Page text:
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Leak gives details of more than 30,000 Credit Suisse banking clients


BERLIN (AP) — A German newspaper and other media said on Sunday that a data leak from Credit Suisse, Switzerland’s second-largest bank, revealed account details for more than 30,000 customers — some of them unsavory. – and indicated possible failures of due diligence in the controls of many customers.

Credit Suisse said in a statement that it “strongly rejects the allegations and insinuations regarding the bank’s alleged business practices.”

German daily Sueddeutsche Zeitung said it received the data anonymously via a secure digital mailbox more than a year ago. He said it was unclear whether the source was an individual or a group, and the newspaper made no payment or promise.

The newspaper said it assessed the data, which ranged from the 1940s through the past decade, as well as the Organized Crime and Corruption Report Project and dozens of media partners, including The New York Times and The Guardian.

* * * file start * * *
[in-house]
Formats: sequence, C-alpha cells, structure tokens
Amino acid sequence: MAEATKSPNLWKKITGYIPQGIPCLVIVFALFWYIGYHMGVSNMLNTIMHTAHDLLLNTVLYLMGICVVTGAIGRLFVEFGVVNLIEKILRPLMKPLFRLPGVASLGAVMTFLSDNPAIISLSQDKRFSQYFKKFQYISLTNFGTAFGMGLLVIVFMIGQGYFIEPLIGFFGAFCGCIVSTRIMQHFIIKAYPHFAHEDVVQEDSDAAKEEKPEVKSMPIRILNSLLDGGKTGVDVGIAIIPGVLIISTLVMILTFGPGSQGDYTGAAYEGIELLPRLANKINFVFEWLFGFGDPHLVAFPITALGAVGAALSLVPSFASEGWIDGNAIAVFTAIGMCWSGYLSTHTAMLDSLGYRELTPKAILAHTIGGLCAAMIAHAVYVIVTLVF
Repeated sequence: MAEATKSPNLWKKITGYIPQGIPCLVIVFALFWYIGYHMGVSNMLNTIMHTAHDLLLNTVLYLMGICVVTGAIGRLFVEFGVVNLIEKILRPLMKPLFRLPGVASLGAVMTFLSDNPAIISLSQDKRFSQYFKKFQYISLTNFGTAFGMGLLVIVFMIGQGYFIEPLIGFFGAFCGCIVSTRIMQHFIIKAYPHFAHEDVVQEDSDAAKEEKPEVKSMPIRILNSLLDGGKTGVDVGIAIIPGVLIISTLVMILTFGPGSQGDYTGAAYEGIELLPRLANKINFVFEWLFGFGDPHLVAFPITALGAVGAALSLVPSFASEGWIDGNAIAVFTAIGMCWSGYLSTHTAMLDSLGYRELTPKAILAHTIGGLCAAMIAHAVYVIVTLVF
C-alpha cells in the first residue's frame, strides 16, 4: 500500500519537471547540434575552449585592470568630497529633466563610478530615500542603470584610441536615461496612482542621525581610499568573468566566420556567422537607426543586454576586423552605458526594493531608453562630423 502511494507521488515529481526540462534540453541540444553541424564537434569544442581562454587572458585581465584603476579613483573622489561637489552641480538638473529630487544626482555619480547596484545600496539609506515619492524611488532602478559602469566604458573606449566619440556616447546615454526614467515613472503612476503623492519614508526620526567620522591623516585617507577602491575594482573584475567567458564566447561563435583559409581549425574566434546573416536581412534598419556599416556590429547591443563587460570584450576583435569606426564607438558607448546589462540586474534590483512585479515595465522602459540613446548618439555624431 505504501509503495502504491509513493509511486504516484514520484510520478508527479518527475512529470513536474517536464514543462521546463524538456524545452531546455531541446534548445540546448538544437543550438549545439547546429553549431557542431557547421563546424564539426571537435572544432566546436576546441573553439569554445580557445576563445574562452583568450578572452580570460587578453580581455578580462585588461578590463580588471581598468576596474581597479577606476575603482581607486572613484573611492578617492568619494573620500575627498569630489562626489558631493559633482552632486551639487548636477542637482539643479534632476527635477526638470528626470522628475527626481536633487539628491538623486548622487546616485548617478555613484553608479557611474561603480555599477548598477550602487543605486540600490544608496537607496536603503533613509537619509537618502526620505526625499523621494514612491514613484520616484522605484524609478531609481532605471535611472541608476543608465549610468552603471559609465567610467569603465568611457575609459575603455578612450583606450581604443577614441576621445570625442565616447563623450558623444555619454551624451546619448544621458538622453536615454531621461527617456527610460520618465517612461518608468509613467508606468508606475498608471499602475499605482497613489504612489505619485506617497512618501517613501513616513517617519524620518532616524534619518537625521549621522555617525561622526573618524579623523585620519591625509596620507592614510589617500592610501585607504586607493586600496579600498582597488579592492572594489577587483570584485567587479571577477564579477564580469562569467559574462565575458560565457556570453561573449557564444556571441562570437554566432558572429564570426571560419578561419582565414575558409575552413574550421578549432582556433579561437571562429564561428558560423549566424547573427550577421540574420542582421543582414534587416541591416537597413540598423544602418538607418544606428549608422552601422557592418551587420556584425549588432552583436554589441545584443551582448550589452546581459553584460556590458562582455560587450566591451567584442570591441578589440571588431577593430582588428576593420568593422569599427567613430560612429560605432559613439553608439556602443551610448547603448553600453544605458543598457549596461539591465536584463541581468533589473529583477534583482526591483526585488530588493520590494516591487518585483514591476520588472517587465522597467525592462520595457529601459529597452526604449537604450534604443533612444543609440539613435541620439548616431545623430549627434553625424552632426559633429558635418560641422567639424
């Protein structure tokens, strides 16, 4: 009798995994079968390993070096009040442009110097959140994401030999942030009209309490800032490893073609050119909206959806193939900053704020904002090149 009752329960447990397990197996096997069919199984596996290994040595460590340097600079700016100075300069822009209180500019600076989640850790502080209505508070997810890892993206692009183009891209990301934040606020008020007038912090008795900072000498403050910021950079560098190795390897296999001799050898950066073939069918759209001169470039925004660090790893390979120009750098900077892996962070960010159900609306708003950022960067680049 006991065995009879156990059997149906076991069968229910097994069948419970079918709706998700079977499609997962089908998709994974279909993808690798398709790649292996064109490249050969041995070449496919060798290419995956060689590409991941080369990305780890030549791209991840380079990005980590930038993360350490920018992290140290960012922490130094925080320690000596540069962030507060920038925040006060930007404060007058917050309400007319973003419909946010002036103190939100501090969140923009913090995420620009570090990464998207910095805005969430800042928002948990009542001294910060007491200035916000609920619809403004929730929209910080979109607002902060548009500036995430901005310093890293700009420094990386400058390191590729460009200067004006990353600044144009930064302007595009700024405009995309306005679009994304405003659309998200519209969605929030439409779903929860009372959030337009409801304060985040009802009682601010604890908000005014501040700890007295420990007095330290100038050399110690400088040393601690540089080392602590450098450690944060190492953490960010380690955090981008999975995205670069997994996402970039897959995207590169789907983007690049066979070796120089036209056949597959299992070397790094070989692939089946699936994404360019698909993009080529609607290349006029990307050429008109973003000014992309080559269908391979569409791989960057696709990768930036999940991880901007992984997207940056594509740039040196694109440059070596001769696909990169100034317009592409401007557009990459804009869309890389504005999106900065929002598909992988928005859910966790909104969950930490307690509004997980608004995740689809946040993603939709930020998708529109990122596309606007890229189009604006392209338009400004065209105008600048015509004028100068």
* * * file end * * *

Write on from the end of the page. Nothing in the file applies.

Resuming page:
He said the data indicates the bank accepted “corrupt autocrats, suspected war criminals and human traffickers, drug dealers and other criminals” as clients.

Credit Suisse said the allegations are “primarily historical” and that “accounts of these cases are based on partial, inaccurate, or selective information taken out of context, resulting in biased interpretations of the company’s business conduct.” Bank”.

The bank said it had reviewed a large number of accounts potentially associated with the allegations, and about 90% of them “are now closed or were in the process of being closed before receiving press inquiries, of which more than 60% have been closed before”. 2015. “

Regarding accounts that remain active, the bank said it was “comfortable that appropriate due diligence, reviews and other control-related actions were taken in accordance with our current framework.” The bank also said the law bars it from commenting on “potential customer relationships.”

Switzerland has in recent years sought to shed its image as a haven for tax evasion, money laundering and embezzlement of public funds, practices carried out through the misuse of its bank secrecy policies. But these laws still arouse criticism.

The Sueddeutsche Zeitung published an excerpt from a statement from the source of the leak.

“I believe Swiss banking secrecy laws are immoral,” he said. “The financial privacy pretext is just a fig leaf covering the shameful role of Swiss banks as collaborators of tax evaders.”